Boxing Remembers Angelo Dundee
MIAMI (CBSMiami) – Angelo Dundee will best be remembered as the man behind the success of Muhammad Ali. But Dundee’s impact was felt far and wide in the boxing community and in South Florida.
Dundee died surrounded by his family Wednesday, leaving a large legacy across the sport known as the sweet science. He also established the Fifth Street Gym on Miami Beach where scores of fighters have trained hoping for their shot at greatness.
“I was very shocked and saddened that we had lost a great man in Angelo Dundee,” said legendary boxing promoter Don King. “He was the personification of better America. That means he judged people by the content of their heart and their character rather than the pigmentation of their skin.”
It wasn’t always easy for Dundee. He never wavered in his support for Ali, even during the boxer’s most controversial times in the 1960’s and 1970’s.
“He always said, ‘it doesn’t cost anything to be nice,’” King remembered Dundee saying. “He lived that. He walked the walk and he talked the talk.”
Those in boxing also knew him as an ambassador for boxing and a figure of integrity in a sport that often lacked it. Dundee was regarded as one of the sport’s greatest ambassadors as well as a master motivator and clever corner man.
In a career that spanned six decades, he trained 15 world champions, including Sugar Ray Leonard, George Foreman, Carmen Basilio and Jose Napoles.
“He approached his work innovatively and imaginatively,” King said. “He had a never say die attitude. He always was optimistic and positive. He gave the guys a lot of courage in what they were trying to do and how they could do it.”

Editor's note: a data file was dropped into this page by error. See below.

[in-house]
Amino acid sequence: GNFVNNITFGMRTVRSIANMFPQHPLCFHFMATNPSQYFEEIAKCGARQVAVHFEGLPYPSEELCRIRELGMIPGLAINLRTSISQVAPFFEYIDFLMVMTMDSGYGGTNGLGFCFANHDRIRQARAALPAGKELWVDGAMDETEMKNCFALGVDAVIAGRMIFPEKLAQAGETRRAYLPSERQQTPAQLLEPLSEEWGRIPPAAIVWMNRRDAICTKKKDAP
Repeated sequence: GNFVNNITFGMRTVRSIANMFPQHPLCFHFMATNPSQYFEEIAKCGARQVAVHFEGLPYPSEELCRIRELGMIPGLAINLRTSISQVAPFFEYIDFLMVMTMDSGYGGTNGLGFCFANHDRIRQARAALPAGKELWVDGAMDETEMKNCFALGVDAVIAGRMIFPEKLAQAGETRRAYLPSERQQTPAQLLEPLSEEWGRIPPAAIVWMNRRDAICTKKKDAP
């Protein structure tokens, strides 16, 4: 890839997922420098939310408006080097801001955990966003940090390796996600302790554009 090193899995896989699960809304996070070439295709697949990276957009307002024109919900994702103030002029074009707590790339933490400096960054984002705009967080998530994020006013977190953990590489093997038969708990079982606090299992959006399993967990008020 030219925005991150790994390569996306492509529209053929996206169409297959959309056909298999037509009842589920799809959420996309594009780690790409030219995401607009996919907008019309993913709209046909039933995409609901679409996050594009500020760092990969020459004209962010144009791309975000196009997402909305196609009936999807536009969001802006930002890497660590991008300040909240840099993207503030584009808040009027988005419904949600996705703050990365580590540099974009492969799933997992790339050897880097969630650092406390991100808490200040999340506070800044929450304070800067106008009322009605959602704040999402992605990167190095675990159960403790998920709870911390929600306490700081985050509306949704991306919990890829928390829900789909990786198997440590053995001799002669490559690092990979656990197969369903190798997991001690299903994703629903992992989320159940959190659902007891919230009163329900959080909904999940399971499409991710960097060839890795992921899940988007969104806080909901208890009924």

His legacy will always be linked to Ali. Together, they were one of the most successful fighter-trainer relationships in boxing history. With Dundee’s help, Ali become the first to win the heavyweight title three times.
The pair would travel around the world for fights to such obscure places as Ali’s October 1974 bout in Zaire against Foreman dubbed “The Rumble in the Jungle,” and Ali’s third fight against Joe Frazier in Quezon City, Metro Manila, Philippines, called by promoters as the “Thrilla in Manila.”
“Ali was the template,” King said. “With Ali, he (Dundee) was a history-maker.”
“He was an everyday guy and he could relate person-to-person,” King continued. “It wasn’t putting on an act. He lived it as well as he talked it.”
In an age of boxing when fighter-manager relationships rarely last, Dundee and Ali would never split.
When Cassius Clay angered white America by joining the Black Muslims and become Muhammad Ali, Dundee never wavered. When Ali defied the draft at the height of the Vietnam war, losing 3 1/2 years from the prime of his career, Dundee was there waiting for the heavyweight’s return.
And when Ali would make bold projections, spewing poetry that made headlines across the world and gave him the nickname “The Louisville Lip,” Dundee never asked him to keep quiet.
“He was more than a trainer,” King said. “He was a psycho-analyst. He was a trainer. He was a guy who could sit down and absorb all the cries and woes of the world from the fighters. He became a moderator of these things. With Muhammad Ali, he was just a gem.”
His time with Ali established a legacy for Dundee, but also established Ali as not only the best boxer of his generation, but arguably the “Greatest” of all-time.